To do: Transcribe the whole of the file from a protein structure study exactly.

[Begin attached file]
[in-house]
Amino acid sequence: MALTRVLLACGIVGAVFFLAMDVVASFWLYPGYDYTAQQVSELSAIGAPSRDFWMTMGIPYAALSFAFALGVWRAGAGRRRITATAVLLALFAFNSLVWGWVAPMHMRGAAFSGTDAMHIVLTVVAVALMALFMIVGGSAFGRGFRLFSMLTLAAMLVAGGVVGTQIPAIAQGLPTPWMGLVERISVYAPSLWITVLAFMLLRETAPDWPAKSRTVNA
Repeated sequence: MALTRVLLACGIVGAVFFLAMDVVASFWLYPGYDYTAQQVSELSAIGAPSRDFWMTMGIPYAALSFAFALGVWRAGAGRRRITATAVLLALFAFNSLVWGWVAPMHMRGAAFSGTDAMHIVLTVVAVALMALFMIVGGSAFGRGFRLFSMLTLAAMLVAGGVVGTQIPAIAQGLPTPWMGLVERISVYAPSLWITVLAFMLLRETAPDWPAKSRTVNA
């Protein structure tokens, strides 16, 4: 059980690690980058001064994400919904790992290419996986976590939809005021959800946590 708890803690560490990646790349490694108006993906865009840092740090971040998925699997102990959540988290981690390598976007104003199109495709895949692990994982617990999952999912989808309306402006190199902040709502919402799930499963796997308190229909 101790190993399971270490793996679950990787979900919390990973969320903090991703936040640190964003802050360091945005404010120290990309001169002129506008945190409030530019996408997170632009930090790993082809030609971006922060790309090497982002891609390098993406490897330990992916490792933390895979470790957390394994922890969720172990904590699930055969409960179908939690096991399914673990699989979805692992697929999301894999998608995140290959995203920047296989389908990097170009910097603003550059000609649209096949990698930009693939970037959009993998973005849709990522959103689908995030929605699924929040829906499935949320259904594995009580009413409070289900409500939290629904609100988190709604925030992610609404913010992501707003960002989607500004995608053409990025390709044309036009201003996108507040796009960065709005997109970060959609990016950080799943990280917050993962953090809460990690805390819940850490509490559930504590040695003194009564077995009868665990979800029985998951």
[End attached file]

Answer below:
[in-house]
Amino acid sequence: MALTRVLLACGIVGAVFFLAMDVVASFWLYPGYDYTAQQVSELSAIGAPSRDFWMTMGIPYAALSFAFALGVWRAGAGRRRITATAVLLALFAFNSLVWGWVAPMHMRGAAFSGTDAMHIVLTVVAVALMALFMIVGGSAFGRGFRLFSMLTLAAMLVAGGVVGTQIPAIAQGLPTPWMGLVERISVYAPSLWITVLAFMLLRETAPDWPAKSRTVNA
Repeated sequence: MALTRVLLACGIVGAVFFLAMDVVASFWLYPGYDYTAQQVSELSAIGAPSRDFWMTMGIPYAALSFAFALGVWRAGAGRRRITATAVLLALFAFNSLVWGWVAPMHMRGAAFSGTDAMHIVLTVVAVALMALFMIVGGSAFGRGFRLFSMLTLAAMLVAGGVVGTQIPAIAQGLPTPWMGLVERISVYAPSLWITVLAFMLLRETAPDWPAKSRTVNA
């Protein structure tokens, strides 16, 4: 059980690690980058001064994400919904790992290419996986976590939809005021959800946590 708890803690560490990646790349490694108006993906865009840092740090971040998925699997102990959540988290981690390598976007104003199109495709895949692990994982617990999952999912989808309306402006190199902040709502919402799930499963796997308190229909 101790190993399971270490793996679950990787979900919390990973969320903090991703936040640190964003802050360091945005404010120290990309001169002129506008945190409030530019996408997170632009930090790993082809030609971006922060790309090497982002891609390098993406490897330990992916490792933390895979470790957390394994922890969720172990904590699930055969409960179908939690096991399914673990699989979805692992697929999301894999998608995140290959995203920047296989389908990097170009910097603003550059000609649209096949990698930009693939970037959009993998973005849709990522959103689908995030929605699924929040829906499935949320259904594995009580009413409070289900409500939290629904609100988190709604925030992610609404913010992501707003960002989607500004995608053409990025390709044309036009201003996108507040796009960065709005997109970060959609990016950080799943990280917050993962953090809460990690805390819940850490509490559930504590040695003194009564077995009868665990979800029985998951």